From 2007 to around 2022, the tech industry enjoyed a mind-boggling period of growth, with companies like Apple, Microsoft, and Alphabet reaching trillion-dollar valuations. Fed by a firehose of investor dollars, tech companies used their cash to hire the best and brightest talent available – not only in software development, but also in fields like marketing, finance, and human resources.
But now that investors are questioning the tech industry’s ability to continue growing, tech companies are doing something they haven’t needed to do for decades: lay off employees and cut budgets down to what any other industry would consider “reasonable.” And the result is that nearly half a million highly qualified tech industry employees are now searching for new jobs.
So, what’s behind these mass layoffs, and how can hiring managers in other industries take advantage of this unprecedented opportunity for talent acquisition? Let’s take a look.
Why is the tech industry laying off so many talented people?
Long story short: tech companies were massively overstaffed. Google CEO Sundar Pichai acknowledged as much in a 2023 memo announcing the layoffs of 12,000 employees: “Over the past two years we’ve seen periods of dramatic growth. To match and fuel that growth, we hired for a different economic reality than the one we face today.”
Over the previous decade and a half, tech companies were hiring employees ahead of anticipated growth, or simply to block competitors from acquiring talent (as one former Meta employee said on TikTok: “It kind of seemed that Meta was hiring people so other companies couldn’t have us… they were just kind of hoarding us like Pokémon cards”).
Now, tech companies are being forced to face reality and trim their headcounts – though some have been less transparent about layoffs than others.
One tool that companies have used to slim their ranks without officially firing people is “Return-to-Office” (RTO) mandates. While industry leaders like Mark Zuckerberg insist these mandates are driven by performance data, studies from Harvard Business Review, Boston Consulting Group, and others have shown that companies with more permissive remote work policies have grown profits at twice the rate of those with more restrictive policies. This dissonance supports the idea that IBM, Amazon, and others are using RTO mandates as a cynical way to coerce remote workers into resigning – thus obscuring the full scale of layoffs from shareholders.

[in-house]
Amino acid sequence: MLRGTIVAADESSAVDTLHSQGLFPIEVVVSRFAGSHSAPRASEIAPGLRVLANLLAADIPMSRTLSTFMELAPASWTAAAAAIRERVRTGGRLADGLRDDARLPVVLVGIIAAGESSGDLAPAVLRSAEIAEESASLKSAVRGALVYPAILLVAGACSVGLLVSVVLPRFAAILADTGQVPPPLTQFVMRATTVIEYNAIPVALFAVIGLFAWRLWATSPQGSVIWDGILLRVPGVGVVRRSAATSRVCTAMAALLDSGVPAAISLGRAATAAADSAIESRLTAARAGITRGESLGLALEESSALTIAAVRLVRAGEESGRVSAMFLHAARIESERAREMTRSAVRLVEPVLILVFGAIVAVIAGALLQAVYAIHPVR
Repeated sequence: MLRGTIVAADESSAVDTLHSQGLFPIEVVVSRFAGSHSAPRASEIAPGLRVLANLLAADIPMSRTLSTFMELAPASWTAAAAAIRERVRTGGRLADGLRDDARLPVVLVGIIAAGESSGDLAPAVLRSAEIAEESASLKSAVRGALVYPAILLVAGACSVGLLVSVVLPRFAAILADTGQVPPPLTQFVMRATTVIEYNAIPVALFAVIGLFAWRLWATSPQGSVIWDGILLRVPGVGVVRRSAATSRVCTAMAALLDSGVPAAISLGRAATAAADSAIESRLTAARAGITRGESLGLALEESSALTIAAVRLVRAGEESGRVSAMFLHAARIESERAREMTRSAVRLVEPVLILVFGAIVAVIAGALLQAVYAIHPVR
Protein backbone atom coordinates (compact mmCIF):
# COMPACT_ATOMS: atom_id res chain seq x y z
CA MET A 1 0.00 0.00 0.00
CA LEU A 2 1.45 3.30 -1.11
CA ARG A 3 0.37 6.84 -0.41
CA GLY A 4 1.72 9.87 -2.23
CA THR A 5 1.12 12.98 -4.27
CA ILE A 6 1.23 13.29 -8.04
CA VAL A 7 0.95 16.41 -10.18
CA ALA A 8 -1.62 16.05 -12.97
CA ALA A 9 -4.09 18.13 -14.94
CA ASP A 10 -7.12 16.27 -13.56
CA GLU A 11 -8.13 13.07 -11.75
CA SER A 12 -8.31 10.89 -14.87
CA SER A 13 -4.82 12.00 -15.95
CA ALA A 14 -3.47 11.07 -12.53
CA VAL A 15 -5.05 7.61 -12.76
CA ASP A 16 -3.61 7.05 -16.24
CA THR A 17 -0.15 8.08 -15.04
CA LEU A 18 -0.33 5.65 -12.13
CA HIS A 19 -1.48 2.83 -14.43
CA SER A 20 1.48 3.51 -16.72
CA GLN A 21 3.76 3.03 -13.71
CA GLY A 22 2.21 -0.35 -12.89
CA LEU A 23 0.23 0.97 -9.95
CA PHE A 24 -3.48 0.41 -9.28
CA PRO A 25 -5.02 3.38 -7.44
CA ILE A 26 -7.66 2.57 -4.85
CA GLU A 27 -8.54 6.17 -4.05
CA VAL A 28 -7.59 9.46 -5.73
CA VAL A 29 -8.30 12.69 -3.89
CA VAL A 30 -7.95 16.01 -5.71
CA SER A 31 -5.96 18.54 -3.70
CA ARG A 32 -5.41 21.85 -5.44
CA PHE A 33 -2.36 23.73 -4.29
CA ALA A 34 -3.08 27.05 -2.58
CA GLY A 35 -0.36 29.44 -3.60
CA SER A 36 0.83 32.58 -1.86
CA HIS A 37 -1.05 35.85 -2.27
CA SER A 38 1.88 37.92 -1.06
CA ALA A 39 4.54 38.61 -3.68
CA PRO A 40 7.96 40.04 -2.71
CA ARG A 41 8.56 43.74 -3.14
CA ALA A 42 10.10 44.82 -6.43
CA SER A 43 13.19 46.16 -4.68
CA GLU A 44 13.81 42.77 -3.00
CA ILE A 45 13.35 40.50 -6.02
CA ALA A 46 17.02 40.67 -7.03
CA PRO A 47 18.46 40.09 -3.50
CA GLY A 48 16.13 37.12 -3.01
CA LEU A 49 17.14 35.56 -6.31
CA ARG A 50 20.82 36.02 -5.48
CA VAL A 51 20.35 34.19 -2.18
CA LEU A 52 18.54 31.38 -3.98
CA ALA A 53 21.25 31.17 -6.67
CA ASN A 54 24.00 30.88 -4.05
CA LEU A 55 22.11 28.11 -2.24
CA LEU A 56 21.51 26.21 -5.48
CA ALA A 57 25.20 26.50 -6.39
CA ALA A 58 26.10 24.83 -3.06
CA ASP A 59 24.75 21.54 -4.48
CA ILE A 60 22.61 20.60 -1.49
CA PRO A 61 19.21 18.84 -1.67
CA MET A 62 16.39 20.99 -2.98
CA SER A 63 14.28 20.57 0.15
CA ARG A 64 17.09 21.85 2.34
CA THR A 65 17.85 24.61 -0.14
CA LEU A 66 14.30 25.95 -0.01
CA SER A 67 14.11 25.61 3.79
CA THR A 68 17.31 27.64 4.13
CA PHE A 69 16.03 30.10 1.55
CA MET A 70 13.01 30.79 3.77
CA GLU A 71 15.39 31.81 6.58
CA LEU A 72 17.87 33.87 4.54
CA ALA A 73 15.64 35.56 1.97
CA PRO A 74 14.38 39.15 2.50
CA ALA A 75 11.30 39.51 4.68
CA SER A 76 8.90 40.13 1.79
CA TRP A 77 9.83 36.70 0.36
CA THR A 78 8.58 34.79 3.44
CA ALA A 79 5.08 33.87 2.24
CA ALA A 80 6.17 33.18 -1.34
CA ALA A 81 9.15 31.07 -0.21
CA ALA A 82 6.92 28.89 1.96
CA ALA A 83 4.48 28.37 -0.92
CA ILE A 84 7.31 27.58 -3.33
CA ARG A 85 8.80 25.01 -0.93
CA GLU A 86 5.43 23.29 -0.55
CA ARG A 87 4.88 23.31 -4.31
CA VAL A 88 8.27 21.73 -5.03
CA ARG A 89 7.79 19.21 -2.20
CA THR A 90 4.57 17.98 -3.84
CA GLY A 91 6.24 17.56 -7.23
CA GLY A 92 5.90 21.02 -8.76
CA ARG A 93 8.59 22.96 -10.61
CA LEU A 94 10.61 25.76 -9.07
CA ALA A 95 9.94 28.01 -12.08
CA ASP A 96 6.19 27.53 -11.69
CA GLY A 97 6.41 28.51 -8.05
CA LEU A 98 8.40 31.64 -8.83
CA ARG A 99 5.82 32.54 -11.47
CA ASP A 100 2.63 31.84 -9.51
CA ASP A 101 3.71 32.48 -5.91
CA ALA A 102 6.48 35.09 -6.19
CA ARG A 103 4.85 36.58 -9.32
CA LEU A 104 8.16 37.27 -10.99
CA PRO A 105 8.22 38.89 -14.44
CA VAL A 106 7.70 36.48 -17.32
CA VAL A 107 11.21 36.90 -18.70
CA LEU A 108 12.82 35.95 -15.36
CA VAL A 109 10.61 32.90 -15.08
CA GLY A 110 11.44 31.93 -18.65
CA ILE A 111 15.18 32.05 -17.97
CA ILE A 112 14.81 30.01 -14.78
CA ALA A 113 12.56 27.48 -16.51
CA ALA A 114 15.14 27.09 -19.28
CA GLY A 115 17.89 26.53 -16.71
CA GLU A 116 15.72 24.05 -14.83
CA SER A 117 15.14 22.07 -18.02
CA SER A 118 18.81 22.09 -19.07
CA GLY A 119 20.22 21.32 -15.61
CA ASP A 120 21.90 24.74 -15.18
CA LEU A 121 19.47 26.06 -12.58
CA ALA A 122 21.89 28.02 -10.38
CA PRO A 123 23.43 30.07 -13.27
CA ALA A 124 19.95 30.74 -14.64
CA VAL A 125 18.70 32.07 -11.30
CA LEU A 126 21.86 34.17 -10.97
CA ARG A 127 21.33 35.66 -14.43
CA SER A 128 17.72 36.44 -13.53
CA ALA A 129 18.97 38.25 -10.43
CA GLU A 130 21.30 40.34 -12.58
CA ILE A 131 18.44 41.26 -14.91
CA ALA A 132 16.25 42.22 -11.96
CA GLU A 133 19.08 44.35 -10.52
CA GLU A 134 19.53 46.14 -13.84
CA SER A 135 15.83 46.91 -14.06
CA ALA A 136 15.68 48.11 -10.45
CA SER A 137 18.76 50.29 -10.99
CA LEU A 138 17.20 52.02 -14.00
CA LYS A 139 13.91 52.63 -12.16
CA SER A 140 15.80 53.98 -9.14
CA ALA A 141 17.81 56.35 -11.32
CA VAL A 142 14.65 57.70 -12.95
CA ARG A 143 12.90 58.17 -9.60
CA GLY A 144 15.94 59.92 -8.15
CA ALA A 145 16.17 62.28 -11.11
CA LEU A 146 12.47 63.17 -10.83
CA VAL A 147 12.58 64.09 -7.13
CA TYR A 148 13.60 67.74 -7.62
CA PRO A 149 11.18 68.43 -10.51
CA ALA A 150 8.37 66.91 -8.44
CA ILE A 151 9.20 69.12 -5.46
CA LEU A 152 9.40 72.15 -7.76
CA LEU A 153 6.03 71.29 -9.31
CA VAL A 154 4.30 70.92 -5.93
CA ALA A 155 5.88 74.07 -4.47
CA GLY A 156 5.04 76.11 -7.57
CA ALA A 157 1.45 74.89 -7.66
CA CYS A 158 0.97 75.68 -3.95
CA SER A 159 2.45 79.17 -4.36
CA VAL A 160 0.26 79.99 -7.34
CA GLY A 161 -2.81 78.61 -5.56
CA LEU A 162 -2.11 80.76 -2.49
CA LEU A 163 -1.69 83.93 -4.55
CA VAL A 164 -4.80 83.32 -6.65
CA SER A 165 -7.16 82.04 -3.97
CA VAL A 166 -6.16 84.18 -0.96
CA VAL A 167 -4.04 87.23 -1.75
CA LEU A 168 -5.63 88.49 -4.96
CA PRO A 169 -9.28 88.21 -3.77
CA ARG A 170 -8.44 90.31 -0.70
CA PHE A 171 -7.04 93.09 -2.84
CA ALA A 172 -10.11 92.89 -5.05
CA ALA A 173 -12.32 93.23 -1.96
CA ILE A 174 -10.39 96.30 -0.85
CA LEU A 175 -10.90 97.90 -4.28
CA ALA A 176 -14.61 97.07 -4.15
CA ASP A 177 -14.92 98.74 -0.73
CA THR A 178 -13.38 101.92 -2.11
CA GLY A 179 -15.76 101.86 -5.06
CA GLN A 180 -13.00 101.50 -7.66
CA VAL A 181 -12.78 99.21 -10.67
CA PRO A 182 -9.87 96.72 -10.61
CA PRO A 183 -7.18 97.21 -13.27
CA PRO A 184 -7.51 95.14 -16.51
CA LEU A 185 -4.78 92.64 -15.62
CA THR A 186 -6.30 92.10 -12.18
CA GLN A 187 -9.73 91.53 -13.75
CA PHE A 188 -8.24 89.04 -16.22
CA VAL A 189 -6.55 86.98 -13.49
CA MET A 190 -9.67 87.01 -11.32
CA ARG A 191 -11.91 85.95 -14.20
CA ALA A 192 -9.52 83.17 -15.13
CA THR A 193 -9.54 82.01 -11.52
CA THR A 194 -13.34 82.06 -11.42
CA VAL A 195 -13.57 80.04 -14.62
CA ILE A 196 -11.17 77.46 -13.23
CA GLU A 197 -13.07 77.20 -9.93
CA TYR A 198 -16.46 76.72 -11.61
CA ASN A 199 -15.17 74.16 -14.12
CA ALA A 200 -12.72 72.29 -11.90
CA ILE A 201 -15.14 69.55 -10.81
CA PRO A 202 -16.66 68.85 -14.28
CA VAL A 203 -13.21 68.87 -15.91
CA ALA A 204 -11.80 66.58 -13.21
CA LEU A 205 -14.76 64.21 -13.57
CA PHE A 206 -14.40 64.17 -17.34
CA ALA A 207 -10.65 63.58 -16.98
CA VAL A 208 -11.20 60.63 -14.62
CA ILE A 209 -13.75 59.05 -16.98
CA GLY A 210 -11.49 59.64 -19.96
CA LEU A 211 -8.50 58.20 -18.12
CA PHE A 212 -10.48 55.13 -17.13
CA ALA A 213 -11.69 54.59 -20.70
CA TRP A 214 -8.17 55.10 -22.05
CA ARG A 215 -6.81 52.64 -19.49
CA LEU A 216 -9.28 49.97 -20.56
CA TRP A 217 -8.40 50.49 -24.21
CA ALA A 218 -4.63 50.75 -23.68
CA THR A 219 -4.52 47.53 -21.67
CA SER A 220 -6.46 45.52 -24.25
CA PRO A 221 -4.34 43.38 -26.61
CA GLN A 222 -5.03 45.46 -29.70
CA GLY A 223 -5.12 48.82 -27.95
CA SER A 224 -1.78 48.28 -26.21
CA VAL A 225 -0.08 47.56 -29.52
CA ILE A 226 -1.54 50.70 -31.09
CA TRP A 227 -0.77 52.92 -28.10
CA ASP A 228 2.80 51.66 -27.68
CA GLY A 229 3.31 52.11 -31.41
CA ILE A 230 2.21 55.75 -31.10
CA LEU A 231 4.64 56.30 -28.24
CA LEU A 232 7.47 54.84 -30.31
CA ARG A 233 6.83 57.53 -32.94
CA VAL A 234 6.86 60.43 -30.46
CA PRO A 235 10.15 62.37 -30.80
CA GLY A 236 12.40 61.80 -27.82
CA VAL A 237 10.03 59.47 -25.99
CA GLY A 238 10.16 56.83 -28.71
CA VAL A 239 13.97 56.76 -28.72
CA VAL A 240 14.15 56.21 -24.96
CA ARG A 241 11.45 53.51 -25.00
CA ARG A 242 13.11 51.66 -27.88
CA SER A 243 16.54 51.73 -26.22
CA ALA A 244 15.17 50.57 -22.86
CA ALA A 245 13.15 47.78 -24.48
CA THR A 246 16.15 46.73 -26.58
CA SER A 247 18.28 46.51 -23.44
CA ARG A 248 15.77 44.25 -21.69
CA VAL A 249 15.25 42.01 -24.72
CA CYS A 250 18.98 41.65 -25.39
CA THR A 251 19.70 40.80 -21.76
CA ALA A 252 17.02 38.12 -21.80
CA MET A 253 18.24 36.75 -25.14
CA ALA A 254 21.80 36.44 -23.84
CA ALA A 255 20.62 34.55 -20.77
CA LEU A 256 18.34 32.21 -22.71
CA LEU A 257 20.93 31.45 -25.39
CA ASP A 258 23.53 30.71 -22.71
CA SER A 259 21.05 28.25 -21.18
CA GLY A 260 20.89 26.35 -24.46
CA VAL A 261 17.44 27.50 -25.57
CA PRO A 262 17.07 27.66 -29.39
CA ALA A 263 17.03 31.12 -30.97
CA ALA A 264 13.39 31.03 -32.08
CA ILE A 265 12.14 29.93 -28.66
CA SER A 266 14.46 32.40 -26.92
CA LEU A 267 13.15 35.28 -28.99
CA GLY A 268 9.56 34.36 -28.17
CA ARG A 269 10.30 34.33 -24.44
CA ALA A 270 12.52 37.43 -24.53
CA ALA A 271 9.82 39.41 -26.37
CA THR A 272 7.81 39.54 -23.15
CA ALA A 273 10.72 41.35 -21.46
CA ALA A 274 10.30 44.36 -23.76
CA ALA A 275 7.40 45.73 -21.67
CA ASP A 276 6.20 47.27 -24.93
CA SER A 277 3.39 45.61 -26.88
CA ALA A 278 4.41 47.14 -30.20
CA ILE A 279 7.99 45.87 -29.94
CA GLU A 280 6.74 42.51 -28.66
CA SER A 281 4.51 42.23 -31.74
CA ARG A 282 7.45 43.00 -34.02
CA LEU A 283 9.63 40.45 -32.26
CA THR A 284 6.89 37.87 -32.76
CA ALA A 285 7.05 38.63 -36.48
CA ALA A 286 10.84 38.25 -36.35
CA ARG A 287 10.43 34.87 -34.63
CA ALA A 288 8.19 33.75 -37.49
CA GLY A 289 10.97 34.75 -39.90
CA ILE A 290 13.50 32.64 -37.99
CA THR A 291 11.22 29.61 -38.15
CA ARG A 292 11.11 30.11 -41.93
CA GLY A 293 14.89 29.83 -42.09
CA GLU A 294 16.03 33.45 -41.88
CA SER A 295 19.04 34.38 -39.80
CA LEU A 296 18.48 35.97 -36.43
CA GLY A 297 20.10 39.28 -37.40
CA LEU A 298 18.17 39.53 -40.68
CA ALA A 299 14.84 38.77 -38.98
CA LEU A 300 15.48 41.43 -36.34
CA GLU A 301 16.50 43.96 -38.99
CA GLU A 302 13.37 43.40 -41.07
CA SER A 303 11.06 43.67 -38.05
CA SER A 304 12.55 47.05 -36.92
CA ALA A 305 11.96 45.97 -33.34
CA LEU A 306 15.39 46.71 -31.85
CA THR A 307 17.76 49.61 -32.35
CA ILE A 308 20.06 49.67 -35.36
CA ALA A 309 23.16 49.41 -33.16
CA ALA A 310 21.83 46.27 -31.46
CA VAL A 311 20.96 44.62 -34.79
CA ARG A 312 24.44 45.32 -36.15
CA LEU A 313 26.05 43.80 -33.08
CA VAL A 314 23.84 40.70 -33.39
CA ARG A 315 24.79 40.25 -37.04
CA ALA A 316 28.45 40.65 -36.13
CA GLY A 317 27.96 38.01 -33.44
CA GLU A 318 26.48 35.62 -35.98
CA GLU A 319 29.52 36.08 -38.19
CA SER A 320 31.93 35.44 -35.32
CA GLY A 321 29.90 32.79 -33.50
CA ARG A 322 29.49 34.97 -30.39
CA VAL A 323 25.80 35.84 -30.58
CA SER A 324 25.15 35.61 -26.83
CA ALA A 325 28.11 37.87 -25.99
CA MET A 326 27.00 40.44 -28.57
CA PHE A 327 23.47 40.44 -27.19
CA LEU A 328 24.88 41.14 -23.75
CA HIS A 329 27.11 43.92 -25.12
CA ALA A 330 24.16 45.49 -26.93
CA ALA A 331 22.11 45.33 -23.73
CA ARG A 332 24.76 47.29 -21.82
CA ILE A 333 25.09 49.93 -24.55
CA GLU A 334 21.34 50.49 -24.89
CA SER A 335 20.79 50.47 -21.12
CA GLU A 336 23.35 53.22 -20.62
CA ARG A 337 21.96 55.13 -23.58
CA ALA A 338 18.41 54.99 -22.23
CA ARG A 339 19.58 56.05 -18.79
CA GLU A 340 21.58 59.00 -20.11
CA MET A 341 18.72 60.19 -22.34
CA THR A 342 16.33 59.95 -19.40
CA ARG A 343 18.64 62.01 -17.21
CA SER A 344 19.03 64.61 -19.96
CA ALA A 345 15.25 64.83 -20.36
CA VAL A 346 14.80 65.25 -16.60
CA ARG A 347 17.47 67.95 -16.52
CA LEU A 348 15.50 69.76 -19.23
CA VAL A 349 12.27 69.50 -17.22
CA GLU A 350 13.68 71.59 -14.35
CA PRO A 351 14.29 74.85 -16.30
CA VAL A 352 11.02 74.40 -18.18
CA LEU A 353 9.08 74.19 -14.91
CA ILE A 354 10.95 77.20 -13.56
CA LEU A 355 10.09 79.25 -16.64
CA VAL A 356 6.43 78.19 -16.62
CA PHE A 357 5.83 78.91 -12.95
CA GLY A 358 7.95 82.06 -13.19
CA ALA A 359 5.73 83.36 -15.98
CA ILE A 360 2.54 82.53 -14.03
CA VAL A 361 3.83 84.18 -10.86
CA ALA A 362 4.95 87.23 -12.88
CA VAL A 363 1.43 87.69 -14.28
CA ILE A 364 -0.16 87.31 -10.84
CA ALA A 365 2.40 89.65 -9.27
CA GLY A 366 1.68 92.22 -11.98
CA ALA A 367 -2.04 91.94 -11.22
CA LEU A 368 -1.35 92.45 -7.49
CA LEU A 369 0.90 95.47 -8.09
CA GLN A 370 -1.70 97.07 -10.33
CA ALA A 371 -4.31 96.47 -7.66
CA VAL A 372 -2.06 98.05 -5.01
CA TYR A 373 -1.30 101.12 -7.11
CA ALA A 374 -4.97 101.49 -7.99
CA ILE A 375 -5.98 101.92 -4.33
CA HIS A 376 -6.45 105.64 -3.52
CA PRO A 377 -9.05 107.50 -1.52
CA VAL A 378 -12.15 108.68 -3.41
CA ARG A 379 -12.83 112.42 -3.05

What’s the opportunity for everyone else?
Whatever the reason, tech companies are releasing a huge number of highly skilled people into the labor market. And, again, it’s not just developers – research from 365 Data Science has indicated that 27.8% of laid-off tech sector employees were in HR & Talent Sourcing, 7.1% were in Marketing, and 4.4% were in PR, Communications & Strategy. The same report found that the average laid off tech worker had nearly 12 years of work experience.
This represents a once-in-a-generation opportunity for employers in other industries to attract extremely qualified talent that had been siloed in tech for years.
What’s the catch?
For one thing, these workers are accustomed to working for some of the most recognized brands on the planet. Let’s face it – unless you’re Google, Microsoft or Meta, you’re not Google, Microsoft or Meta (but if you are, please give us a call). Highly qualified ex-tech workers probably don’t want to uproot their lives, move to your town, and live in a camper van in your parking lot (as many Googlers did) just for the honor of working for you.
Tech workers are also accustomed to inflated paychecks. While the tech industry just saw its largest year-over-year salary decline since the pandemic, they are still far better paid than workers in most industries, and a McKinsey report found that more pay was the number one motivator for tech workers seeking new jobs.
Finally, your organization won’t be the only one courting tech industry alumni. TA ZipRecruiter report found that 37% of laid-off tech workers find work within one month of leaving their job – and that number rose to 79% by the three-month mark. And in some cases, you might even be competing for these workers with the same companies that fired them, as companies like Meta and Salesforce have been trying to rehire former employees they dismissed too hastily.
Why is remote work one of the best ways to attract displaced tech workers?
So, how can you make your workplace attractive to displaced tech superstars? Well, you could start by considering what workers themselves are saying about their priorities.
While studies by Qualtrics, McKinsey, and others found that company values and development opportunities were important to ex-tech industry workers, the single most important factor (after pay) is a flexible remote work policy.
According to McKinsey an overwhelming 77% of tech workers preferred full-time remote work. Separate data from Morning Consult found that 63% of tech workers were not interested in returning to full-time in-person work at all. And older, more experienced tech workers were more likely to rate remote work as a top priority.
Unsurprisingly, employers that offer fully flexible work options have been adding headcount more than twice as fast as companies who insist workers relocate. And given how fast displaced tech workers are finding new jobs, this creates a huge advantage for remote-friendly employers.
Whether your organization has been actively recruiting tech industry veterans or is just entering the recruiting fray, hopefully this article provided some insights on how remote work can enhance your employee value proposition. And if you need help building your managers’ skills for leading productive remote teams, please consider reaching out to Sonata Learning for a consultation.